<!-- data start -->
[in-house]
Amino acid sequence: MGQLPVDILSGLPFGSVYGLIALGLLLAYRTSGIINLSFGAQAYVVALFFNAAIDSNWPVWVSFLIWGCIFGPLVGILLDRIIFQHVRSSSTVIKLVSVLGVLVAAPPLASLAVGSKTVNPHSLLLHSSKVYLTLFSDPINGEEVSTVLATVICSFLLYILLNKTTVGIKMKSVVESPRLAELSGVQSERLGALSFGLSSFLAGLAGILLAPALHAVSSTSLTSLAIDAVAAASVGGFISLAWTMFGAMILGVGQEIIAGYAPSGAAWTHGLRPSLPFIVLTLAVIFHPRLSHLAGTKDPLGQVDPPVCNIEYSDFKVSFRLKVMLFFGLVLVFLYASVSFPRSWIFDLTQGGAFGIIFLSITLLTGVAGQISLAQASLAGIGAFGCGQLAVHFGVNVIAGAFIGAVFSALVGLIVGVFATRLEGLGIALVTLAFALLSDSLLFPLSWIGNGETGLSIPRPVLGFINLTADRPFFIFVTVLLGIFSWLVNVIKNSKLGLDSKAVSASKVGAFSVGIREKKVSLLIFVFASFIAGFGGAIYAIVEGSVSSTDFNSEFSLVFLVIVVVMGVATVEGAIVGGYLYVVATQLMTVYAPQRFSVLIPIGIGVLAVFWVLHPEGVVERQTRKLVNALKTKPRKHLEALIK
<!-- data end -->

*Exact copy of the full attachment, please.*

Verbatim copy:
[in-house]
Amino acid sequence: MGQLPVDILSGLPFGSVYGLIALGLLLAYRTSGIINLSFGAQAYVVALFFNAAIDSNWPVWVSFLIWGCIFGPLVGILLDRIIFQHVRSSSTVIKLVSVLGVLVAAPPLASLAVGSKTVNPHSLLLHSSKVYLTLFSDPINGEEVSTVLATVICSFLLYILLNKTTVGIKMKSVVESPRLAELSGVQSERLGALSFGLSSFLAGLAGILLAPALHAVSSTSLTSLAIDAVAAASVGGFISLAWTMFGAMILGVGQEIIAGYAPSGAAWTHGLRPSLPFIVLTLAVIFHPRLSHLAGTKDPLGQVDPPVCNIEYSDFKVSFRLKVMLFFGLVLVFLYASVSFPRSWIFDLTQGGAFGIIFLSITLLTGVAGQISLAQASLAGIGAFGCGQLAVHFGVNVIAGAFIGAVFSALVGLIVGVFATRLEGLGIALVTLAFALLSDSLLFPLSWIGNGETGLSIPRPVLGFINLTADRPFFIFVTVLLGIFSWLVNVIKNSKLGLDSKAVSASKVGAFSVGIREKKVSLLIFVFASFIAGFGGAIYAIVEGSVSSTDFNSEFSLVFLVIVVVMGVATVEGAIVGGYLYVVATQLMTVYAPQRFSVLIPIGIGVLAVFWVLHPEGVVERQTRKLVNALKTKPRKHLEALIK